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					Deputy Director-General Mr. Thuc of the General Statistics Office,
Esteemed colleagues from the Government ministries and departments,
Members of the international community and UN country team,
Ladies and Gentlemen,

   o I congratulate GSO for hard work and great collaboration over past 2 years
     resulting in MICS 3; UNICEF is very pleased and honoured to work with GSO on
     the MICS.

   o The Multiple Indicator Cluster Survey (MICS) is a household survey programme
     developed by UNICEF to assist countries in filling data gaps for monitoring the
     situation of children and women. It was originally developed in response to the
     World Summit for Children in 1990 to measure progress towards an
     internationally agreed set of mid-decade goals.

   o In its third round now, and implemented in over 50 countries, the MICS is
     certainly UNICEF’s major contribution when it comes to monitoring the situation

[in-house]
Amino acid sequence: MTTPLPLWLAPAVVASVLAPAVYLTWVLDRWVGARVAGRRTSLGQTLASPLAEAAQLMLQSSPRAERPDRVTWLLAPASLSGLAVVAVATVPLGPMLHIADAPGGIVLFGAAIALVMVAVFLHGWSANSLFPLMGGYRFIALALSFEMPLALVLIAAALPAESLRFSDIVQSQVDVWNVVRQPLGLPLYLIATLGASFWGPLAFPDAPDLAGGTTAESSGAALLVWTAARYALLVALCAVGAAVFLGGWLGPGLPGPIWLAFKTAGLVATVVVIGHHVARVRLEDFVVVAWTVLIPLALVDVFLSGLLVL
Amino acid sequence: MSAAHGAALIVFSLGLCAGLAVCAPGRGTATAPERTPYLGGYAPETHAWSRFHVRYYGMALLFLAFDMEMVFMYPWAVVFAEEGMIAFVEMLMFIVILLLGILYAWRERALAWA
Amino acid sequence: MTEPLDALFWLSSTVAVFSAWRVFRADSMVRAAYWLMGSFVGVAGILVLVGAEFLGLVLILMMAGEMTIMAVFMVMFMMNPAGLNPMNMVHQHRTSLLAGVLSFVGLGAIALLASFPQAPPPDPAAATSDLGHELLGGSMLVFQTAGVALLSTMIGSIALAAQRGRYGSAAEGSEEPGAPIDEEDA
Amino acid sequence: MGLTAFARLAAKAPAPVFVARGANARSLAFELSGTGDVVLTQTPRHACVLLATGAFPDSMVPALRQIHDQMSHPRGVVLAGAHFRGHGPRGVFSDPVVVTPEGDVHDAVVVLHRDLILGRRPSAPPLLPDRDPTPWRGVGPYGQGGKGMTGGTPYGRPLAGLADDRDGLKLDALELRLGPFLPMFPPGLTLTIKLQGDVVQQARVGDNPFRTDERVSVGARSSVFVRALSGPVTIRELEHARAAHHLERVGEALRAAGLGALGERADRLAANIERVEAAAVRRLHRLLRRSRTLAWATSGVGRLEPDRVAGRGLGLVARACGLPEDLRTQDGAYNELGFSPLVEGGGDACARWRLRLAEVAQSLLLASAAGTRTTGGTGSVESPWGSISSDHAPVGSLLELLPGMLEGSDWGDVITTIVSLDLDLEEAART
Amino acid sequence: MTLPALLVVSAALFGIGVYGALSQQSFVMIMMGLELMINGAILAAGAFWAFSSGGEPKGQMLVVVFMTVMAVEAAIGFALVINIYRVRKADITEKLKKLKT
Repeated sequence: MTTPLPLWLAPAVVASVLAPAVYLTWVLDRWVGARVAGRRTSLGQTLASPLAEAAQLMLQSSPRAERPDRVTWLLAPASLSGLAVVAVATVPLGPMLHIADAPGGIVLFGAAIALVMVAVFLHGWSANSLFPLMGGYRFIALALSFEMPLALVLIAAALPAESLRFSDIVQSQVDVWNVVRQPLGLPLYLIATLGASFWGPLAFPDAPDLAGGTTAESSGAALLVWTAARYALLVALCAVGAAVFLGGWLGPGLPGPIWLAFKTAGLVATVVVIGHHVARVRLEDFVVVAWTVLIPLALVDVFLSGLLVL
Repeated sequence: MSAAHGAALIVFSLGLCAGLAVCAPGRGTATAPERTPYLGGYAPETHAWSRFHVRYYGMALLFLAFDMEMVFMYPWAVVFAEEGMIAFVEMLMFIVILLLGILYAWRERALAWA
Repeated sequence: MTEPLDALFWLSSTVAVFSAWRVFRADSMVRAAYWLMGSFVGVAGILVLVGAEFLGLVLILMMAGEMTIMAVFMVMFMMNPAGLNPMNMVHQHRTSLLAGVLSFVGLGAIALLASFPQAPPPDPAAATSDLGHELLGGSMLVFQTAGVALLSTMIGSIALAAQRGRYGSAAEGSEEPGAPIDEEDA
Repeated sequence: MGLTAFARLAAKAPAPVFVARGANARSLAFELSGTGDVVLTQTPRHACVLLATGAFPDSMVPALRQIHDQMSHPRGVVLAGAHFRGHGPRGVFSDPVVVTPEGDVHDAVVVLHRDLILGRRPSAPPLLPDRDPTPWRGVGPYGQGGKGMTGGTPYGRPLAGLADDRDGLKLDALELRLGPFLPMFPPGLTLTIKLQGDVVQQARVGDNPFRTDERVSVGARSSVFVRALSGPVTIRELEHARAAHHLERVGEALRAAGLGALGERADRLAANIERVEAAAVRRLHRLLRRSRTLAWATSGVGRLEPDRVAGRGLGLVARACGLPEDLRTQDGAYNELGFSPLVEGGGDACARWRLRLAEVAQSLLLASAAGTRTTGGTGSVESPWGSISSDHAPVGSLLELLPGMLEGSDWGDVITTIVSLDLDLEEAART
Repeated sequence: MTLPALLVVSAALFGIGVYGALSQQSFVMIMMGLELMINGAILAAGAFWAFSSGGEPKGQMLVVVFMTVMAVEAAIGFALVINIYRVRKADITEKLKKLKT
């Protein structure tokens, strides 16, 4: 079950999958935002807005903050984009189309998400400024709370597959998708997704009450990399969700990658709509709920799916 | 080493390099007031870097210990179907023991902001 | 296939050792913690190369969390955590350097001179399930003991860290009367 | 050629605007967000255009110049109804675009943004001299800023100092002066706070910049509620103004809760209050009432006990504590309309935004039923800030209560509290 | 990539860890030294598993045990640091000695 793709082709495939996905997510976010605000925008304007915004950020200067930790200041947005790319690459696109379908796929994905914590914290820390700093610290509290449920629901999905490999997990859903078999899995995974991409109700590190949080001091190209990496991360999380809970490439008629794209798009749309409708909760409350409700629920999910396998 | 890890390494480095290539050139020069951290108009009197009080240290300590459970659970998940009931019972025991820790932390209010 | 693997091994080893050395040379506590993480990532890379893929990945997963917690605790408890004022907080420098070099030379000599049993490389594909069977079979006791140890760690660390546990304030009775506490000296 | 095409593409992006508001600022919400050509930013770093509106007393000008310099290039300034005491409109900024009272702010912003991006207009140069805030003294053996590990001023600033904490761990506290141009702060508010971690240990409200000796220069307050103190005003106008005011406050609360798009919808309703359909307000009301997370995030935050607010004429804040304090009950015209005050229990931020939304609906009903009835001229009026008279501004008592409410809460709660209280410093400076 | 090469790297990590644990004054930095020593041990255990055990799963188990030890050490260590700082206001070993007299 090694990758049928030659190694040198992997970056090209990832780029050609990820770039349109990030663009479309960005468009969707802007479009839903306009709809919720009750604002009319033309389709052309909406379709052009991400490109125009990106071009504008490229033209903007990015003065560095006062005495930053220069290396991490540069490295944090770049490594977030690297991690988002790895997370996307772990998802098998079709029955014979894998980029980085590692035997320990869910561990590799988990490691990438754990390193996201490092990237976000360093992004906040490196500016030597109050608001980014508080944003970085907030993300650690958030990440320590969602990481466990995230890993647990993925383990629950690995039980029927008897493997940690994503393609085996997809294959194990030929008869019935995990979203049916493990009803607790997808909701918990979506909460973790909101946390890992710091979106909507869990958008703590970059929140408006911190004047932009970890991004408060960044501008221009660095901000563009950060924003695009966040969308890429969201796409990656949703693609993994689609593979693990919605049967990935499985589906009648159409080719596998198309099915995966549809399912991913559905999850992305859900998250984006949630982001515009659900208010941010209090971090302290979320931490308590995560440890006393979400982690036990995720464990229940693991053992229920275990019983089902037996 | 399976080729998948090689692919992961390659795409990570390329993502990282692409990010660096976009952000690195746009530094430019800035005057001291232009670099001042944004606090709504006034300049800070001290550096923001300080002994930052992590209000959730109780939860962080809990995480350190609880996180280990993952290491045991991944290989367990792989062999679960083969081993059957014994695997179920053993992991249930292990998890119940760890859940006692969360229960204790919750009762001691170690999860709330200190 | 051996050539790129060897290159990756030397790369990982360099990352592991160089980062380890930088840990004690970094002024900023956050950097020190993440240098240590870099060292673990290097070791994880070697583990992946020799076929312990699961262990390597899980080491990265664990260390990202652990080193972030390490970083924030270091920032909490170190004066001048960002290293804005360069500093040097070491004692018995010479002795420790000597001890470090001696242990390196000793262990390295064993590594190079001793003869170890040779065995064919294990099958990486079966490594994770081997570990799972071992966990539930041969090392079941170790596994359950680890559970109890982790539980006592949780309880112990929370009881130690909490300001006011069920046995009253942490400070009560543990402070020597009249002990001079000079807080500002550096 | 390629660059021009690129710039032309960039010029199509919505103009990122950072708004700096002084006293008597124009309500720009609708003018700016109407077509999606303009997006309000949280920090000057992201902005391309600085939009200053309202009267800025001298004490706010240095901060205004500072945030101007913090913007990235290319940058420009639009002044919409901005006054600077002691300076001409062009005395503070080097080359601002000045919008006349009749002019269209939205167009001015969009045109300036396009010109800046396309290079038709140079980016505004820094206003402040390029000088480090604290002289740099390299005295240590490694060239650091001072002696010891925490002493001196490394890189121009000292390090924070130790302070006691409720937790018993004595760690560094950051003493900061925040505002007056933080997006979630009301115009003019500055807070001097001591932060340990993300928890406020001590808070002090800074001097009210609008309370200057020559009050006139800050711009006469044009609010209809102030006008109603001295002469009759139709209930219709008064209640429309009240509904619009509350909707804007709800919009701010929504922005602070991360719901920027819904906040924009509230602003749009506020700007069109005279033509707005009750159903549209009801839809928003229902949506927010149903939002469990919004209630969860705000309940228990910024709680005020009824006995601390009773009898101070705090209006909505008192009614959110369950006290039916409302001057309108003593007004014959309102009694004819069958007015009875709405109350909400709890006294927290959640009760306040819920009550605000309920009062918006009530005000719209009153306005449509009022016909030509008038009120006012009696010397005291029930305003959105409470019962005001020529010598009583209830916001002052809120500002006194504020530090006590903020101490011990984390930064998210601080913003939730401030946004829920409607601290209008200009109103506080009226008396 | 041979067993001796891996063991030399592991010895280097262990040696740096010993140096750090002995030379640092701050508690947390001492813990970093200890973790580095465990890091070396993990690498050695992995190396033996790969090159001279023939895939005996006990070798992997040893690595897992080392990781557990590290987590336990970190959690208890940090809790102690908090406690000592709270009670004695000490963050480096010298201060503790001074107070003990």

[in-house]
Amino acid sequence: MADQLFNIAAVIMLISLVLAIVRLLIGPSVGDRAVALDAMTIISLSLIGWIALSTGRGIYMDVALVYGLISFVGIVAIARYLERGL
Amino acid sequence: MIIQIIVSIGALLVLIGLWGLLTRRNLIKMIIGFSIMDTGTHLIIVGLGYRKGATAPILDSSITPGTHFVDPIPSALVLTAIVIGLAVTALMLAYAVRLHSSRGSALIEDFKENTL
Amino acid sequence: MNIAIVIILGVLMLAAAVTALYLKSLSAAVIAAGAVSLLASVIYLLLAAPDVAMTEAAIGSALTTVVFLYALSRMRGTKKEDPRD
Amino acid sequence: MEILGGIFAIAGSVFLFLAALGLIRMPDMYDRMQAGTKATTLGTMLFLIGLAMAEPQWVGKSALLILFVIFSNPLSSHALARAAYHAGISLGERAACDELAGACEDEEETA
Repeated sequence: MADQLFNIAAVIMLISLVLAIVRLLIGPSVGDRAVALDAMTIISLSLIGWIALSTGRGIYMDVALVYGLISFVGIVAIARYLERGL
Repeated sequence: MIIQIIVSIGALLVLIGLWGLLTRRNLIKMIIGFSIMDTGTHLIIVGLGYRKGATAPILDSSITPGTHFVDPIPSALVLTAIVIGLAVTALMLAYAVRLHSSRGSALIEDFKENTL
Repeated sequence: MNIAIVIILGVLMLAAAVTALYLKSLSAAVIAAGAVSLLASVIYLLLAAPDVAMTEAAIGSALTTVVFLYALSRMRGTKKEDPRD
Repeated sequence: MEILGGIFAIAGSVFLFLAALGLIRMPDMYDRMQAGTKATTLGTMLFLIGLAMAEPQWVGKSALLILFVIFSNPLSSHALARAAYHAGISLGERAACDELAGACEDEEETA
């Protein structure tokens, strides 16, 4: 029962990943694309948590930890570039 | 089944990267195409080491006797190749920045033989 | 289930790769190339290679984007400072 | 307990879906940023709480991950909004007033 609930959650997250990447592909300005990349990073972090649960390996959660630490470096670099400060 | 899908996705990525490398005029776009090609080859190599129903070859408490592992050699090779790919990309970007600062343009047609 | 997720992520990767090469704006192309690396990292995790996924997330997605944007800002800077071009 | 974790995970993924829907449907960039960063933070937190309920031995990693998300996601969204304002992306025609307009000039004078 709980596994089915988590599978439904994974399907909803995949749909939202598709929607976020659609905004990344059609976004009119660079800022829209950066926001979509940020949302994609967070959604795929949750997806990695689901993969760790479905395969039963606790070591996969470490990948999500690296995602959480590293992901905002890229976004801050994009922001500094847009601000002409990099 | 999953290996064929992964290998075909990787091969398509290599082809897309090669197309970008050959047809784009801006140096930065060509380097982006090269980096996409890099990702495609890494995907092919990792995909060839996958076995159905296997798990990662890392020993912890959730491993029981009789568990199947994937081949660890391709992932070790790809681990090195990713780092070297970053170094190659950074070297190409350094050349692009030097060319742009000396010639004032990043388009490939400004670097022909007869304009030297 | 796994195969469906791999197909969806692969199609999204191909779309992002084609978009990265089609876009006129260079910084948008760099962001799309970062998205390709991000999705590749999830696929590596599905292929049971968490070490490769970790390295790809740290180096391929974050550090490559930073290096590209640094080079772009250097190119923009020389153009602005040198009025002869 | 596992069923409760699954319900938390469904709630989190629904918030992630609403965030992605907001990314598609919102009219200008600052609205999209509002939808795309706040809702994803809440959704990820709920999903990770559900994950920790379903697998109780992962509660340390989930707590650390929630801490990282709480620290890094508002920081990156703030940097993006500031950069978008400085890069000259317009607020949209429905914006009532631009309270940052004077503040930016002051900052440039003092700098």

of women and children around the world. It serves as a major tool for monitoring
     progress towards the World Fit for Children Goals, the MDGs, the Convention on
      the Rights of the Child, and other internationally agreed benchmarks.

   o The 2006 Multiple Indicator Cluster Survey (MICS) in Viet Nam is a nationally
     representative survey of households, women and children including a vast array
     of information on areas such as child mortality, nutrition, child health,
     environment, reproductive health, child development, education, child protection,
     HIV/AIDS and orphaned children.

   o MICS 3 was designed to provide reliable estimates at the national level for urban